Sarahah logo

Sarahah is a Saudi Arabian social networking service for providing constructive feedback. In Arabic, Sarahah means "frankness" or "honesty". It was created by Zain-Alabdin Tawfiq at the end of 2016 and reached a sudden worldwide success by mid-2017. This growth is considered to be deeply related to the release of a Snapchat update that allowed people to share URLs on their snaps.

Quick Fact


  • Ranked #45,636th worldwide
  • Active users 14 M
  • Type Anonymous Networks
  • Launched date Nov 2016
  • Employees 14
  • Headquarters Jeddah, Makkah, Saudi Arabia
  • Parent company None


Zain-Alabdin Tawfiq


  • Brand value In 2020 N/A
  • Revenue in 2020 $1.5 M
  • Net loss In 2020 N/A


OverviewOverview. (via

Sarahah started out as an anonymous messaging service. It was launched in Nov 2016 as a website created by Saudi Arabian developer Zain al-Abidin Tawfiq. Initially, the idea behind Sarahah was a good one. It was supposed to give workers a way to give honest opinions about their company to their bosses without the threat of being fired. In fact, the name Sarahah means “honesty” in Arabic.

Later, Tawfiq expanded the reach of Sarahah beyond the workplace. He updated the site so people could allow their friends and acquaintances to send anonymous texts, and once again let them send feedback to a person without ruining friendships. Once a user registers, they can give the Sarahah link to their friends or post it publicly online.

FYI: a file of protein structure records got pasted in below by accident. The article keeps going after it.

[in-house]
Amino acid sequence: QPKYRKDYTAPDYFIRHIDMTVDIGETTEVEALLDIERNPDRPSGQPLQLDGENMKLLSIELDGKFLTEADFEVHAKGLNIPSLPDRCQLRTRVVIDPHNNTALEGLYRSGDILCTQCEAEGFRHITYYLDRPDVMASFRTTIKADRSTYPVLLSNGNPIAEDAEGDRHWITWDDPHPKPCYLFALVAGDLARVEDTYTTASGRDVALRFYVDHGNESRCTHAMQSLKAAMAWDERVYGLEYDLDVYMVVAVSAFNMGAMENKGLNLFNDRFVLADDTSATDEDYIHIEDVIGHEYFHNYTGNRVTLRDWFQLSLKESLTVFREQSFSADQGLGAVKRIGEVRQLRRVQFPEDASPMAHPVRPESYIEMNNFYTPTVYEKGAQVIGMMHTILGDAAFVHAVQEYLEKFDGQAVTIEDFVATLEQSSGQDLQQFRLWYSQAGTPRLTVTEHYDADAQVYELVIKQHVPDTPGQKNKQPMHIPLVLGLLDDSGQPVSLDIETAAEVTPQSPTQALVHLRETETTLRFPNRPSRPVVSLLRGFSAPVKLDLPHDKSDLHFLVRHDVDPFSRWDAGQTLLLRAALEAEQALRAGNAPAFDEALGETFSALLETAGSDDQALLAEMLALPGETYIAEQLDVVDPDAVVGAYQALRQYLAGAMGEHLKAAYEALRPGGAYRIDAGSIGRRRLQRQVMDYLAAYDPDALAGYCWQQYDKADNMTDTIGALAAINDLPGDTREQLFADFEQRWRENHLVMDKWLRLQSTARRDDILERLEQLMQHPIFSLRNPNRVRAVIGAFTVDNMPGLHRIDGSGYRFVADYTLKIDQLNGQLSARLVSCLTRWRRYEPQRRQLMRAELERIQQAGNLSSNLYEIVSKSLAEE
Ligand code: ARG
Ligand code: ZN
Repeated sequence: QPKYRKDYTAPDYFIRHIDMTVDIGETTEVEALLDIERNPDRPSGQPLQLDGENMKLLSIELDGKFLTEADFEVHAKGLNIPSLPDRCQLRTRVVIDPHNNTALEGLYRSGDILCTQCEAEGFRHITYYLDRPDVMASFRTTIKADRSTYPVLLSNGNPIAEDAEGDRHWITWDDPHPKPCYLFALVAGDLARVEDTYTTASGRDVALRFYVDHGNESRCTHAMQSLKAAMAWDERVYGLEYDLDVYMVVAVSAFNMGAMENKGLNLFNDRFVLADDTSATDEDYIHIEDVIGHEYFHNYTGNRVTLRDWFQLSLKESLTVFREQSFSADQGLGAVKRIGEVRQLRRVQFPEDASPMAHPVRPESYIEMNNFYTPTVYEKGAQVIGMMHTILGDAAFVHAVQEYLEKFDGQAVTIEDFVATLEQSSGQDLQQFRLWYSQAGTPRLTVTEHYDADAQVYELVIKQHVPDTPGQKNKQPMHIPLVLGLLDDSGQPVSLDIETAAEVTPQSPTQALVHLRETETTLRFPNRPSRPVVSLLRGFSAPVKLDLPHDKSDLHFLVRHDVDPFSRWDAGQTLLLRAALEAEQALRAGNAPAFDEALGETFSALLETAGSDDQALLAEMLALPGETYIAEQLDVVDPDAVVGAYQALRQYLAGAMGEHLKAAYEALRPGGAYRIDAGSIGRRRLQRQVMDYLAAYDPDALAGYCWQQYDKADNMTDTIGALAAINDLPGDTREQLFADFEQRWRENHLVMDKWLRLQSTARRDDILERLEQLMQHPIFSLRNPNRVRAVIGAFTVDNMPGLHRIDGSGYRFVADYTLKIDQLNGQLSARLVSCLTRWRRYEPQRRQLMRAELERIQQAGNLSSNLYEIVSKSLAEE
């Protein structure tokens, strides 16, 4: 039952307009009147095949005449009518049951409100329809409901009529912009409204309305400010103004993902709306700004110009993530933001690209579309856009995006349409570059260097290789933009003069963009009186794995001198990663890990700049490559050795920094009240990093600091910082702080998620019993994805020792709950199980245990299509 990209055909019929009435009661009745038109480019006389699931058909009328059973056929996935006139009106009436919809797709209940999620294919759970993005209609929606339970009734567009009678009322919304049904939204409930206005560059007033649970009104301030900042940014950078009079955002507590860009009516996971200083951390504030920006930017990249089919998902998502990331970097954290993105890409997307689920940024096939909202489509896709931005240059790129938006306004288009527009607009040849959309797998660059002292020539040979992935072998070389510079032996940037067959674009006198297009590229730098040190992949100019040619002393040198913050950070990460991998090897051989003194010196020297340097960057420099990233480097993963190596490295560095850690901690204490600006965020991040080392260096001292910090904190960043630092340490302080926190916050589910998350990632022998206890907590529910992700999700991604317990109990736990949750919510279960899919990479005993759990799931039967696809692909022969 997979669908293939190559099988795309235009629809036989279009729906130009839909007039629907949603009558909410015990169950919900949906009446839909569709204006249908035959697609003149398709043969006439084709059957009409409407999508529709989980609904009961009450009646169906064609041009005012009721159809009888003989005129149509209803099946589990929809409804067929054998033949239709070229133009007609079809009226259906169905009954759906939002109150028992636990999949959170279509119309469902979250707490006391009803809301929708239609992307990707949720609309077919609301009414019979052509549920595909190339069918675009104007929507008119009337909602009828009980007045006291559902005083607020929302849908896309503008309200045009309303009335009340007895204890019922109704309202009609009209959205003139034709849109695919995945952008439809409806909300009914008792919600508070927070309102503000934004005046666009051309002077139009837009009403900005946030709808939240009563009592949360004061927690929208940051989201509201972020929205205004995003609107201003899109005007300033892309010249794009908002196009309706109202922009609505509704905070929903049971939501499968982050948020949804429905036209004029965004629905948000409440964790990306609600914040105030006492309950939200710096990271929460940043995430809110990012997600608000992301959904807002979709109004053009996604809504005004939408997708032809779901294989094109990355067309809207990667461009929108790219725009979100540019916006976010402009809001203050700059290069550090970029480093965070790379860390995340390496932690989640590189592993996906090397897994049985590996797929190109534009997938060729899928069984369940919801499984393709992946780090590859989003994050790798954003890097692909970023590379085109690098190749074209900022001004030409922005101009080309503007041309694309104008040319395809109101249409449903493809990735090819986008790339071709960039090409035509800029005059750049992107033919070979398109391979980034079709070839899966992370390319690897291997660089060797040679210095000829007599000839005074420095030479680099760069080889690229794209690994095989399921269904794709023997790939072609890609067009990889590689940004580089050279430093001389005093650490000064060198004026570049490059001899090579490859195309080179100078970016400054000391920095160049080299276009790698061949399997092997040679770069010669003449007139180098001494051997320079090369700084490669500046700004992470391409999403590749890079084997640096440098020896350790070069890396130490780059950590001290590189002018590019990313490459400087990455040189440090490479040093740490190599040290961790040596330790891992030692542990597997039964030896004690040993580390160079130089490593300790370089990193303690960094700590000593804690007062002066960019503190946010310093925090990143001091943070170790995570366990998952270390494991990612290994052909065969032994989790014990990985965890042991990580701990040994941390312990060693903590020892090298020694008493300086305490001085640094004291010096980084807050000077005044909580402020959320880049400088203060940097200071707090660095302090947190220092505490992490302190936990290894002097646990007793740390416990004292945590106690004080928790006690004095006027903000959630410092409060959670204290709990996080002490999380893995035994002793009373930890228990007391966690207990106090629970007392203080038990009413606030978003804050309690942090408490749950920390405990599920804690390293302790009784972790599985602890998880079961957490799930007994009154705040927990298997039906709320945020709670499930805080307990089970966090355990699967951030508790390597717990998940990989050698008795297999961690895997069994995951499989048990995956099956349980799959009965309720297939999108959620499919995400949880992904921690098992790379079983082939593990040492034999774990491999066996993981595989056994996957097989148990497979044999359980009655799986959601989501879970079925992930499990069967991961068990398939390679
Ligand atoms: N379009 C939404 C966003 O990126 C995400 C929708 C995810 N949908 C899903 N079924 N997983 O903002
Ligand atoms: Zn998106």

The Sarahah website became popular in the first half 0f 2017 in the Middle East and Africa. On Jue 13, 2017, the service launched its mobile app for iOS and Android in the U.S., as well as other countries.

In Jul 2017 another social networking app, Snapchat, added a new feature called Paperclip. It allowed users to insert links to Snapchat Stories and snaps. Since Snapchat is highly popular among teenagers in the U.S., they quickly started posting Sarahah links to their Stories. This caused the Sarahah mobile app to became a huge hit (even though the service says it is just for people 17 years of age and over), and later in July 2017, it was among the most popular free apps on the iOS AppStore and the Google Play Store in the U.S.

Sarahah Was Removed From Google Play And IOS App Store

Sarahah Was Removed From Google Play And IOS App StoreSarahah was removed from Google Play and iOS App Store.


The straw that broke the back of Sarahah’s mobile app seems to have been an online petition on the website. It was begun in Jan 2018 by Katrina Collins, a mother from Australia who said her 13-year-old daughter had received harassing messages via Sarahah. Collins pointed out that both Google Play and App Store have policies banning apps promoting bullying, and wondered why Sarahah was still available to download. She urged people to put pressure on Apple and Google to get Sarahah and other apps like it banned from those download stores.